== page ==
December 21, 2011 10:53 pm
What may turn out to be a bit of a SecurityGate for Apple unless quickly patched is a bug that has been revealed over stolen iPhones running iOS 5 and iMessage.
See, what happens is this: your phone is stolen, with its SIM card intact. You scramble to remotely wipe the device (you DO have that feature enabled, right?) and, once completed you’re home free, right? I mean, you’ve called your carrier to disable the SIM card and reactivate it on a new phone, and, presumably, you’re hunky dory (besides having your phone stolen).
But what seems to be happening is that users who have had their iPhones stolen are watching in horror as the thief sends and receives iMessages, even if that phone is no longer registered with the number. There appears to be nothing that can be done at this point except registering a new Apple ID at the expense of your apps, music and movies.
What’s worse is that the issue does not appear to be working the same in all cases. Users with stolen iPhones claim that texts and phone calls sent to the old SIM card do not work (obviously, because the number has been reactivated on a new SIM) but the stolen phone is receiving iMessages on both the old and new number, even though the old one is nowhere to be found on the phone.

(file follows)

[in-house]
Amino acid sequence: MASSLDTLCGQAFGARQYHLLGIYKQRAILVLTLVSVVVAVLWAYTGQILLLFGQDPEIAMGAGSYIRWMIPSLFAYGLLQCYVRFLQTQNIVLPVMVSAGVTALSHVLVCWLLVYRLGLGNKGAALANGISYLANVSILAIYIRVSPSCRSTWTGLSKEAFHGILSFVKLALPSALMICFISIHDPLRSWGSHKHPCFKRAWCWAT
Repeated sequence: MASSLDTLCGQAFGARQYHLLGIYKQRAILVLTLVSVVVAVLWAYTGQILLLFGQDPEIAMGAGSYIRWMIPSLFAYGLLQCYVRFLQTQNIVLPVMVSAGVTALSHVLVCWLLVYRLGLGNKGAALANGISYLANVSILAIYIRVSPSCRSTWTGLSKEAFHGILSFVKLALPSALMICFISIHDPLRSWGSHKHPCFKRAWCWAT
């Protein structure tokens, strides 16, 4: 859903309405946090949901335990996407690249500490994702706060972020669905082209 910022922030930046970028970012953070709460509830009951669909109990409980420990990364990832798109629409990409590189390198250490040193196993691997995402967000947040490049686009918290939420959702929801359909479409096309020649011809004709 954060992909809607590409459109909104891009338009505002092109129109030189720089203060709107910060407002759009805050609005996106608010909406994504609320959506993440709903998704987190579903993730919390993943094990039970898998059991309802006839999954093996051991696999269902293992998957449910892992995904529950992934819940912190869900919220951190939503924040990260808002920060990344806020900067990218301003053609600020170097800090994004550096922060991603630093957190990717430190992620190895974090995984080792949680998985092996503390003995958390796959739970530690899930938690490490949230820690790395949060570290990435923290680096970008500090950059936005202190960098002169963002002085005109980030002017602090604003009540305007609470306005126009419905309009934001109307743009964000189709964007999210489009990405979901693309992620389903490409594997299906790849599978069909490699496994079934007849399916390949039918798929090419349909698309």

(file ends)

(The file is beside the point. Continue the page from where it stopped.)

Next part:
Why is this happening? There is a possibility that Apple is storing a device’s UDID (unique identification number) on their servers and, when the stolen iPhone is remotely wiped it briefly registers with Apple’s servers through SMS (even though the SIM is deactivated and shouldn’t have access to the network, but that’s not entirely true since it will attempt registration and then be rejected), so it may take a second wipe until the issue goes away. The thief probably does not know this, and will continue using the phone after that first wipe, receiving iMessages from the old and presumably newly-activated SIM card.
Regardless of the why, it is happening, and it is quite concerning. Jesse Hollington of iLounge suggests getting around this issue entirely by putting a SIM Pin on your SIM card, meaning that a 4-digit number will be needed before the SIM negotiates with the network, preventing the deactivated SIM from briefly re-registering in the first place after a remote wipe.
Has this happened to you, or someone you know? Tell us your story in the comments!
Source: Ars Technica